Now on the other hand, if the stock, and this is intuitively obvious but sometimes you have got to hear it. If the stock moved up here and then ultimately rolled over, and then I get stopped out, and I get stopped out, maybe I break, even maybe I make a little bit, maybe I lose a little bit. This isn’t a crappy trade, it is not a bad trade, it is just what happened to the stock, it is not you. It is not, “Oh, I shouldn’t have done that.” No, you have got a method, you do your thing, you make your trade. It just so happened that in this case the stock moved against you. Well, it is good that we had a risk management plan. What I am saying is, if you put yourself in a position to profit when a stock is moving higher, then guess what? When the stock does move higher you are going to be making money. And you are going to be making a lot of money, because you have been adding to your position as the stock moves up. And you have been adjusting your risk accordingly. Now one thing, by the end of the day I was out of here. Now I just have a couple of spreads on NVIDIA ( NASDAQ:NVDA ), well out of the money on both sides. But towards the end of the day the stock almost always, it will almost always rollover.

You can look at Amazon ( NASDAQ:AMZN ), the same thing, 5-minute chart. A pretty similar looking chart here versus here. A big sell-off on Friday, a little move back on Monday, and then today just kind of stalled out right in the middle. But you can see Amazon ( NASDAQ:AMZN ) about 3:30 up to the top, I guess 3:40 in this case, and then it starts to roll over. You can use these alerts and sequenced stops in order to help you make money. And one other thing, this is a whole different chart here, I have 3 and 4 different windows up and this was just on the side so I could take a look at this. But while I have NVIDIA ( NASDAQ:NVDA ) up like this I also have the QQQ’s ( NASDAQ:QQQ ) because NVIDIA ( NASDAQ:NVDA ) is a tech stock and it kind of trades in sequence.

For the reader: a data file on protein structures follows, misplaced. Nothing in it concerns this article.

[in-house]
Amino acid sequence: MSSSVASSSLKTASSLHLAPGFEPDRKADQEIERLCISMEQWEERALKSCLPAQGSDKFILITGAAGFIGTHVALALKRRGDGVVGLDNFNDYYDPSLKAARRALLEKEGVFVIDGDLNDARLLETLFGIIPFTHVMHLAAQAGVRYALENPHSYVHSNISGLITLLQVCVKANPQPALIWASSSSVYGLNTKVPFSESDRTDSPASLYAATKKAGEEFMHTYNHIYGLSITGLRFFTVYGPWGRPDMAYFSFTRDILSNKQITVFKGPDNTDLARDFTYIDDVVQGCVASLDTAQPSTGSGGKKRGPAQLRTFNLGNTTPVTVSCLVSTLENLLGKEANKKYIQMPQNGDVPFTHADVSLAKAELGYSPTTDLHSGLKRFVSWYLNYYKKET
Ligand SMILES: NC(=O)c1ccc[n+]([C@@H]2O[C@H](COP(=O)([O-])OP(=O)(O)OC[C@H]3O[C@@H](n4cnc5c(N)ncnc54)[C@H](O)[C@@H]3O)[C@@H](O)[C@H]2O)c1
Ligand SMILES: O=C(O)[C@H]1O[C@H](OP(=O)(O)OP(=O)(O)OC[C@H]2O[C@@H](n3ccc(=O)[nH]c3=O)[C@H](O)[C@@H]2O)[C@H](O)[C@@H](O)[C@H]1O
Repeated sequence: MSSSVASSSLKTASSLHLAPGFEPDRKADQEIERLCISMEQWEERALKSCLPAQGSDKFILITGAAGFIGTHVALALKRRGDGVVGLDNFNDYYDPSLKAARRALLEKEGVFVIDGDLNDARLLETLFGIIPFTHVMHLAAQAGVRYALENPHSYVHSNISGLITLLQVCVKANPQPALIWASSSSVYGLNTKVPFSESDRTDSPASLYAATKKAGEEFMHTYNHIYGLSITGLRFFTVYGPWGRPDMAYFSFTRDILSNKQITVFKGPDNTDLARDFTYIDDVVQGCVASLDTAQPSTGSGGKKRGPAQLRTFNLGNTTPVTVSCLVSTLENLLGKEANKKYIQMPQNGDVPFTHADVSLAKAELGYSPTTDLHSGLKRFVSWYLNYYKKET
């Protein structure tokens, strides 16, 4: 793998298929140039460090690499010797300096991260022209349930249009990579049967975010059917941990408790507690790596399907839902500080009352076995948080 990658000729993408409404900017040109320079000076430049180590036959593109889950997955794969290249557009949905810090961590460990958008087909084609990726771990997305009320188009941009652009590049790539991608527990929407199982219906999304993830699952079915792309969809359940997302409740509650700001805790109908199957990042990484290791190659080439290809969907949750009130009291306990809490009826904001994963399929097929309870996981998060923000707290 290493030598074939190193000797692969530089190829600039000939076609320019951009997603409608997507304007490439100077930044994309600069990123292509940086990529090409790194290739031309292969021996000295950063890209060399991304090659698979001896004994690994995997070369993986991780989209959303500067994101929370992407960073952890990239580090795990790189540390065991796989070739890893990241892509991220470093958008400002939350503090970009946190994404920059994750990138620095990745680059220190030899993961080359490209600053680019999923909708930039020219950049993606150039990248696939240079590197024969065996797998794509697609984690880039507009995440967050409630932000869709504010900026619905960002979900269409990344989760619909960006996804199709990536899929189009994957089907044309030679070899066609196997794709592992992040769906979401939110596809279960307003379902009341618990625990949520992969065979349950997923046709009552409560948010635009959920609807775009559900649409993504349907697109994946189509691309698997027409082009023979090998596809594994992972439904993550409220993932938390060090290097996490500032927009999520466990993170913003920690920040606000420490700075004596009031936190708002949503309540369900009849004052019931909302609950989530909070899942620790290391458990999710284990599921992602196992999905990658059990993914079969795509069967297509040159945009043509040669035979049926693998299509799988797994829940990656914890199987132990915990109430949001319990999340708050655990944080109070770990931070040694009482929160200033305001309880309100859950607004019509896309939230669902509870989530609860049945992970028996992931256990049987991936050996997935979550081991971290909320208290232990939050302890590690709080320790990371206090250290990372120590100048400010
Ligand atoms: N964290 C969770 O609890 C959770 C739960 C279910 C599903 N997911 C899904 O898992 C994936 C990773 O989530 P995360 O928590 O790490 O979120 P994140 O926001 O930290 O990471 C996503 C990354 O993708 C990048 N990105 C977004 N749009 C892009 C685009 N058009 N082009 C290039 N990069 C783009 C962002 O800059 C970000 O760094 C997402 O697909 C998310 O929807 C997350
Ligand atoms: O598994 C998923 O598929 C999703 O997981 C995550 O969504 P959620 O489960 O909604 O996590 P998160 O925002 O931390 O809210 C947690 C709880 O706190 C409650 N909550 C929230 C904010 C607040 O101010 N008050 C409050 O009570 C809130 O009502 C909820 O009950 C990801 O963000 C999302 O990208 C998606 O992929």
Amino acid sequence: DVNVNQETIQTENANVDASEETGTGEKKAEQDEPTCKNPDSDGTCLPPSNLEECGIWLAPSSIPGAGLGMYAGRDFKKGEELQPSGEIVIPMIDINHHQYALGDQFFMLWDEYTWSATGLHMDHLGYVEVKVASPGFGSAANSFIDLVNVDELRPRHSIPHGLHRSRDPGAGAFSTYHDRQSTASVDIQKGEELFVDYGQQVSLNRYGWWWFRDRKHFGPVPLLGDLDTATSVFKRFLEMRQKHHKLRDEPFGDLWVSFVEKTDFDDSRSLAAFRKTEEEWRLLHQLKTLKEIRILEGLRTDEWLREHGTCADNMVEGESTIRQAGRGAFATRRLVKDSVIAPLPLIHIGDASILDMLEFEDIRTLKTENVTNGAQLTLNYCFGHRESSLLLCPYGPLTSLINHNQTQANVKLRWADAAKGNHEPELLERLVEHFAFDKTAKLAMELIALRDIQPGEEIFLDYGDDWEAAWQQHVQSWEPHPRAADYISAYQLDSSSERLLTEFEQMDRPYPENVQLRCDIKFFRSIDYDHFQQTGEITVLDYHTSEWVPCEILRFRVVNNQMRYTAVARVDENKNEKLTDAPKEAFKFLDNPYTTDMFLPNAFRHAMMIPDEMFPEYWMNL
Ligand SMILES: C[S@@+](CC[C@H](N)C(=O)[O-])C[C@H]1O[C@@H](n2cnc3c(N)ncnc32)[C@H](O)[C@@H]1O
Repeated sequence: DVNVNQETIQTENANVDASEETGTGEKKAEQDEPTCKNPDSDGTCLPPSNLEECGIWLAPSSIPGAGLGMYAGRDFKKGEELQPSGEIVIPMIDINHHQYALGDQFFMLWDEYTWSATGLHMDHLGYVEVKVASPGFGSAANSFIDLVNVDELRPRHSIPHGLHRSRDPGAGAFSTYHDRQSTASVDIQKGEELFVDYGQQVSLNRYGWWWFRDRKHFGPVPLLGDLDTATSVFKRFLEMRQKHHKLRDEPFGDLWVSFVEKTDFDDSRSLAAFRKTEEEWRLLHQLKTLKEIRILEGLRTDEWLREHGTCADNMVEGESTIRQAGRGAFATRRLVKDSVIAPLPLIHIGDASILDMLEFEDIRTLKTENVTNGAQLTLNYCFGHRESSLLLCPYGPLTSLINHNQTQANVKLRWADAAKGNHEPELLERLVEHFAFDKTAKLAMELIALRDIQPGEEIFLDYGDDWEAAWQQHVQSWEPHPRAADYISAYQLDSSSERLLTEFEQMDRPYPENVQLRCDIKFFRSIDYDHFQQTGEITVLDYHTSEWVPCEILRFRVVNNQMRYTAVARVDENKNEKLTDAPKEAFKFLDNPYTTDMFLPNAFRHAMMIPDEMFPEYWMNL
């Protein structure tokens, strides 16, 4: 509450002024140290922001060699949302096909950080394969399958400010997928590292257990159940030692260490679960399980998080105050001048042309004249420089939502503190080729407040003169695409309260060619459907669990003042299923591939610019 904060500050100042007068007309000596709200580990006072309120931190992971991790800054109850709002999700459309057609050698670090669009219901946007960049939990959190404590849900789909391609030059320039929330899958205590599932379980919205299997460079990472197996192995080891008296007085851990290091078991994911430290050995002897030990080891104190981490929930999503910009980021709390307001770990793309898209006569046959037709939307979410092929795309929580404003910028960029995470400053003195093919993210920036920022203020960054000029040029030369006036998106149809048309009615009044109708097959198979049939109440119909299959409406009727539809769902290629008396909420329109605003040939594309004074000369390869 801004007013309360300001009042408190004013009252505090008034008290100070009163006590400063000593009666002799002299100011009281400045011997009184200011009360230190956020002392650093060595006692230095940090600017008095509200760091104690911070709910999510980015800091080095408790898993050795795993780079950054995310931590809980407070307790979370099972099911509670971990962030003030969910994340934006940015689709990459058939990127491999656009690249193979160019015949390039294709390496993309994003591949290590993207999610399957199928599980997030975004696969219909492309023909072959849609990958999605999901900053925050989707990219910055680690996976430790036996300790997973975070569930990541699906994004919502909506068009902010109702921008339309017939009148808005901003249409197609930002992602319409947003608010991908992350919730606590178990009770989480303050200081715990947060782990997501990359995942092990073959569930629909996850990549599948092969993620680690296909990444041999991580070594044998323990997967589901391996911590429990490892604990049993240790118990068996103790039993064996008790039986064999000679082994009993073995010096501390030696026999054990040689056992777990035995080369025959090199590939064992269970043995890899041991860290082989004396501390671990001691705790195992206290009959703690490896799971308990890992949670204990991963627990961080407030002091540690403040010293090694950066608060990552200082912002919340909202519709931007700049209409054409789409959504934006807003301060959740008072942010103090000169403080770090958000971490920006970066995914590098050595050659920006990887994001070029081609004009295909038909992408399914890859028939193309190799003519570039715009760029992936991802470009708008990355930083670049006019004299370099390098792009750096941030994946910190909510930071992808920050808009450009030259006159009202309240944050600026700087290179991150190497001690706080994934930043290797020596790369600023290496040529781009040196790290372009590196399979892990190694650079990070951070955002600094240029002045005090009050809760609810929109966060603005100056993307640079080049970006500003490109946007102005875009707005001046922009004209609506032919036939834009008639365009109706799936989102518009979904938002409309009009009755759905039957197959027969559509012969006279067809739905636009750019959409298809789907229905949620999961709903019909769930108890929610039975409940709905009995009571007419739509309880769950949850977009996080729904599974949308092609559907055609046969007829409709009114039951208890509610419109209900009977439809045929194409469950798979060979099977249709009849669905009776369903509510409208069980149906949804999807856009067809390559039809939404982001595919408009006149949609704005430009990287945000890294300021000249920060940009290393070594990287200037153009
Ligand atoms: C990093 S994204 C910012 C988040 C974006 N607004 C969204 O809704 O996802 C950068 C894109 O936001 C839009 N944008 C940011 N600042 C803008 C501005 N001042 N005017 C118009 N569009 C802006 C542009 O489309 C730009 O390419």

As NVIDIA ( NASDAQ:NVDA ) starts to breakout here I look at the QQQ’s ( NASDAQ:QQQ ) and I see a similar breakout so that gives me the confidence to add to NVIDIA ( NASDAQ:NVDA ). And then when this was rolling over at about 3:45 NVIDIA ( NASDAQ:NVDA ) was still hanging in there a bit, but you could see that was succumbing to this thing. So I was using the QQQ’s ( NASDAQ:QQQ ) as kind of a barometer to see where the overall market was and then I closed this out.

By the way on this, lets say you are trading this stock, you have got the QQQ’s ( NASDAQ:QQQ ) and then you want to see what the broader market is doing. You can see, for example, that this is different. So you can use this multiple window setup, with multiple stops, and multiple price alerts to keep you in the game; help you maximize your profit exposure without maximizing your risk. And you are going to find that the winning trades that you make are going to far exceed the losing trades that you take. And it is all because you are using your software to your advantage.

Free Chart

Leave a Comment